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Thread: Heavy duty V-blocks - video

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    Jon
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    Heavy duty V-blocks - video

    Heavy duty V-blocks. By Cutting Edge Engineering Australia. 37:32 video:


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    chainsawd (Dec 11, 2022), johncg (Dec 4, 2022), RetiredFAE (Dec 4, 2022), Toolmaker51 (Dec 2, 2022)

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    Yes, emphatically YES!
    Although, for all that work, they should have perpendicular locating key and countersunk holes also, for use laying down.

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    Toolmaker51
    ...we'll learn more by wandering than searching...

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    Bony (Dec 3, 2022)

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    Supporting Member Bony's Avatar
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    Bony's Tools
    A good job and the locating keyway is a great idea. Thanks for sharing.

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    wizard69's Tools
    CEE has one of m favorite YouTube channels. Mainly because I never work on anything that big at work. My biggest problem is breaking tiny end mills on a manual Bridgeport.

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    Quote Originally Posted by wizard69 View Post
    CEE has one of m favorite YouTube channels. Mainly because I never work on anything that big at work. My biggest problem is breaking tiny end mills on a manual Bridgeport.
    How tiny is tiny? How many flutes? Materials? Using right RPM? What condition is mill in? End milling, pocket or surface; profile, climb or conventional? Coolant; flood, direct or air?
    Regardless size of machine, concern magnifies as cutter size decrease. All of them connect to chip evacuation, especially milling.
    Sincerely,
    Toolmaker51
    ...we'll learn more by wandering than searching...

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    wizard69's Tools
    Hi Toolmaker;

    First; let me highlight that I'm not a machinist per say, more a jack of all trades working on automation equipment maintenance and build. All of the equipment we have in the shop is manual. We also work on a lot of optical equipment for inspection.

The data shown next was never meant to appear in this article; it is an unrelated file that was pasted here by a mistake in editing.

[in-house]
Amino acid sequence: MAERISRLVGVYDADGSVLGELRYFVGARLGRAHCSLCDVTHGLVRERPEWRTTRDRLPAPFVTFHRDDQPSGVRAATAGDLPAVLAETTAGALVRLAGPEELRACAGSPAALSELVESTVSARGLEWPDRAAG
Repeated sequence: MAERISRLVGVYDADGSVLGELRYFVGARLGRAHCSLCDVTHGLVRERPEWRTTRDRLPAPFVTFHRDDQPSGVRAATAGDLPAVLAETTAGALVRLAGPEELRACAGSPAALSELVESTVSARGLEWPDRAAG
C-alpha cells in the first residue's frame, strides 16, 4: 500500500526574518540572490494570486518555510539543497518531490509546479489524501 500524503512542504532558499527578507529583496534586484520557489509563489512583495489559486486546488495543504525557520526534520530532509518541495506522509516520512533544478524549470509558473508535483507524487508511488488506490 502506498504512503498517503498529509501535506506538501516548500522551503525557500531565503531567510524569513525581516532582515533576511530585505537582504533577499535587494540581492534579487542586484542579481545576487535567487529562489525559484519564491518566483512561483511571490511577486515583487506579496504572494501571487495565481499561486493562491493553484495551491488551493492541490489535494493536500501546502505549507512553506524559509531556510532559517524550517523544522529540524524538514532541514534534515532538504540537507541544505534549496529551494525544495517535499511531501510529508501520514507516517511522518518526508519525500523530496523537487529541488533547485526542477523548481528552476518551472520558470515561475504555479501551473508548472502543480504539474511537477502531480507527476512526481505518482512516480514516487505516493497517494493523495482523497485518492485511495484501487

Quote Originally Posted by Toolmaker51 View Post
    How tiny is tiny?
    Around 2mm for end mills, but most of the work is larger. We seldom hog out material. I've acutely broken a few drill bits (mid 70's number drills too, those are often tiny too and sadly this often happens in aluminum. I realize that the problem with drilling is not pecking enough and clearing as when we do drill like this it is often rather deep in the aluminum. More RPM's out of the spindle might help but these are just old Bridgeports.
    How many flutes?
    The vast majority are 4 flute.
    Materials?
    plastics, ceramics, steel, aluminum, tool steels, stainless steels. A lot of our stuff is in clean rooms so there is a strong balance towards stainless steels and plastics.
    Using right RPM? What condition is mill in?
    RPM? Probably not, the head only has so many possible belt settings plus back gear. We actually have two mills both hand me downs from other departments, but they are very old. At least one of them though has had very little use as it came out of a research lab somewhere.
    End milling, pocket or surface; profile, climb or conventional?
    This is largely maintenance, modification and small device build, so all of the above are possible. We do try to do conventional milling when ever possible.
    Coolant; flood, direct or air?
    It depends as far as coolant goes, all manually applied though. Sometimes cutting oil, sometimes water soluble sprayed on.